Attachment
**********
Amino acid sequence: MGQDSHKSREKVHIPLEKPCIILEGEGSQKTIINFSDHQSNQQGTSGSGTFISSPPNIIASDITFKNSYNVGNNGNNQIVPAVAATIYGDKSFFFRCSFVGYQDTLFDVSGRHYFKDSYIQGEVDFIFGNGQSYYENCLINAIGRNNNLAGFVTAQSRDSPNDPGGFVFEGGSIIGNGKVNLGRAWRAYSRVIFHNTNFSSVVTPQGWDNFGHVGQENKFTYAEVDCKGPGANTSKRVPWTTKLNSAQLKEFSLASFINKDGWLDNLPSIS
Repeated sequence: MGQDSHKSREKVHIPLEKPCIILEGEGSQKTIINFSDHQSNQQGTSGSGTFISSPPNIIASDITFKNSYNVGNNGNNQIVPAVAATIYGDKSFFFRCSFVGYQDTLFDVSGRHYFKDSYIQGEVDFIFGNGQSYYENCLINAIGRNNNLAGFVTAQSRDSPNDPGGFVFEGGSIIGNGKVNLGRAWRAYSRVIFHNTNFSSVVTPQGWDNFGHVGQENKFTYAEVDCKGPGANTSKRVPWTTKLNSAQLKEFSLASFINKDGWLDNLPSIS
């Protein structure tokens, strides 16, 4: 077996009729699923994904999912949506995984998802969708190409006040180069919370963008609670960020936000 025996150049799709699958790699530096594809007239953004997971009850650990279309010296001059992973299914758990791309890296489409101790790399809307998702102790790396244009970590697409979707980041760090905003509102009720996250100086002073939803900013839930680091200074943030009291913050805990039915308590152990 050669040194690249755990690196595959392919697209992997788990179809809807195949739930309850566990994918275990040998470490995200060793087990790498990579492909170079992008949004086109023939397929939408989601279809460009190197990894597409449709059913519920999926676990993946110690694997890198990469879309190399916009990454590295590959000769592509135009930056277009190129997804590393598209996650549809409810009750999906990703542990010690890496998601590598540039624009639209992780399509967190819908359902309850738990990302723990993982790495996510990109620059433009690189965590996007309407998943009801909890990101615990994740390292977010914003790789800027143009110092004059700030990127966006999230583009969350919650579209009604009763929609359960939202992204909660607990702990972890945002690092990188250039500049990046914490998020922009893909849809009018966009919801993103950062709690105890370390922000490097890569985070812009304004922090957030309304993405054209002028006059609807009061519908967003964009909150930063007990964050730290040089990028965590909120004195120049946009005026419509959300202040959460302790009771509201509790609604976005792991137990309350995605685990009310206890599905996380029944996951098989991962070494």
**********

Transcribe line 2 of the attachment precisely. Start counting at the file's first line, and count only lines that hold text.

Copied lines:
Repeated sequence: MGQDSHKSREKVHIPLEKPCIILEGEGSQKTIINFSDHQSNQQGTSGSGTFISSPPNIIASDITFKNSYNVGNNGNNQIVPAVAATIYGDKSFFFRCSFVGYQDTLFDVSGRHYFKDSYIQGEVDFIFGNGQSYYENCLINAIGRNNNLAGFVTAQSRDSPNDPGGFVFEGGSIIGNGKVNLGRAWRAYSRVIFHNTNFSSVVTPQGWDNFGHVGQENKFTYAEVDCKGPGANTSKRVPWTTKLNSAQLKEFSLASFINKDGWLDNLPSIS